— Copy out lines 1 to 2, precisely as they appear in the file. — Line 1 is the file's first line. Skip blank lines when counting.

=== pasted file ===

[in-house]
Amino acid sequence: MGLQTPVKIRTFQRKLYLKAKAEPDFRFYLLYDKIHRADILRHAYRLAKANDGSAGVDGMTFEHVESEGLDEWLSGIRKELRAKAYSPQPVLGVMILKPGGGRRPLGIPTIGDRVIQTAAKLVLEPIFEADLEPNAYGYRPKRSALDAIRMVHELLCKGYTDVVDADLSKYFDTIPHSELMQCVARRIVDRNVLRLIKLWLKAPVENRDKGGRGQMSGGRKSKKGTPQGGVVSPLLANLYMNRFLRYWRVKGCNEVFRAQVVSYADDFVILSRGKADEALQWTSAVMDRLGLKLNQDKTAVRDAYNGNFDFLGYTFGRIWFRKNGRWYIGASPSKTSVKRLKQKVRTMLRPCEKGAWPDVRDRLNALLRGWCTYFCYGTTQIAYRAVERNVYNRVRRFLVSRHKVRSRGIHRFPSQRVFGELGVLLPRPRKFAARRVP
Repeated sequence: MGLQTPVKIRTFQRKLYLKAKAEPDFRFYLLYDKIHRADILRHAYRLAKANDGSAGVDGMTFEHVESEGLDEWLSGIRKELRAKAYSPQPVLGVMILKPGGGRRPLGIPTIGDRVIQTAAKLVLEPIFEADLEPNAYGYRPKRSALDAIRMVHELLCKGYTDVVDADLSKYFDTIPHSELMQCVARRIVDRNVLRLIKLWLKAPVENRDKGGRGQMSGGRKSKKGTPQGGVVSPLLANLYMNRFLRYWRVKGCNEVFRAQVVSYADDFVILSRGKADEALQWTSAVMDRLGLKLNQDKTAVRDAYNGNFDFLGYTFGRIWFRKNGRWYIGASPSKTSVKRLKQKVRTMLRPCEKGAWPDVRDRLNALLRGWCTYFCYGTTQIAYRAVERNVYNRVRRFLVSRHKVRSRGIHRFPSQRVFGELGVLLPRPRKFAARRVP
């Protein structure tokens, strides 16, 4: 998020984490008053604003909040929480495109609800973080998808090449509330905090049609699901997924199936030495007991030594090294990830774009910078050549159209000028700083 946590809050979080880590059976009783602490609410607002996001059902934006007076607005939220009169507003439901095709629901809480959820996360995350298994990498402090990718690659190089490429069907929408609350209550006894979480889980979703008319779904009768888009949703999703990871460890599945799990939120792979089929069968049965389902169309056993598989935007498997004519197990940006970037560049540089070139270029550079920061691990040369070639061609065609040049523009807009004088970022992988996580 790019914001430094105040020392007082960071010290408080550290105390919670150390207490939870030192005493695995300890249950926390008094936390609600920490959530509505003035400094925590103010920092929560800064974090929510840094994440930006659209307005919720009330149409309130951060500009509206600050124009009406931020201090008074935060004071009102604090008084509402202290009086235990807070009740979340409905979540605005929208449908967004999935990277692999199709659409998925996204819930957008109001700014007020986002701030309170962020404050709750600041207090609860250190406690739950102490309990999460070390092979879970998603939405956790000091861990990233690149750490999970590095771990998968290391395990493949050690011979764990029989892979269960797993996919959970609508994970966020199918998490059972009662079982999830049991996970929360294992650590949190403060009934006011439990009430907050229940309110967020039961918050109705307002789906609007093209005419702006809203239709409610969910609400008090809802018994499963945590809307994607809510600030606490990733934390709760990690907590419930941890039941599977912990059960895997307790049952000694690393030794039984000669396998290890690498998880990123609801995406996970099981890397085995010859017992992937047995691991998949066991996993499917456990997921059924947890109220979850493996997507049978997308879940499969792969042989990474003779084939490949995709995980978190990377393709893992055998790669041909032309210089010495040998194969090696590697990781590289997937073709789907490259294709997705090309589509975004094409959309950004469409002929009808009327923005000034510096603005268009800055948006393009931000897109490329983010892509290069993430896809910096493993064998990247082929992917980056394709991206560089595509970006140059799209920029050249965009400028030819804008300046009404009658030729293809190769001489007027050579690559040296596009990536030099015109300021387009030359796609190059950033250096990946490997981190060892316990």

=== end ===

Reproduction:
[in-house]
Amino acid sequence: MGLQTPVKIRTFQRKLYLKAKAEPDFRFYLLYDKIHRADILRHAYRLAKANDGSAGVDGMTFEHVESEGLDEWLSGIRKELRAKAYSPQPVLGVMILKPGGGRRPLGIPTIGDRVIQTAAKLVLEPIFEADLEPNAYGYRPKRSALDAIRMVHELLCKGYTDVVDADLSKYFDTIPHSELMQCVARRIVDRNVLRLIKLWLKAPVENRDKGGRGQMSGGRKSKKGTPQGGVVSPLLANLYMNRFLRYWRVKGCNEVFRAQVVSYADDFVILSRGKADEALQWTSAVMDRLGLKLNQDKTAVRDAYNGNFDFLGYTFGRIWFRKNGRWYIGASPSKTSVKRLKQKVRTMLRPCEKGAWPDVRDRLNALLRGWCTYFCYGTTQIAYRAVERNVYNRVRRFLVSRHKVRSRGIHRFPSQRVFGELGVLLPRPRKFAARRVP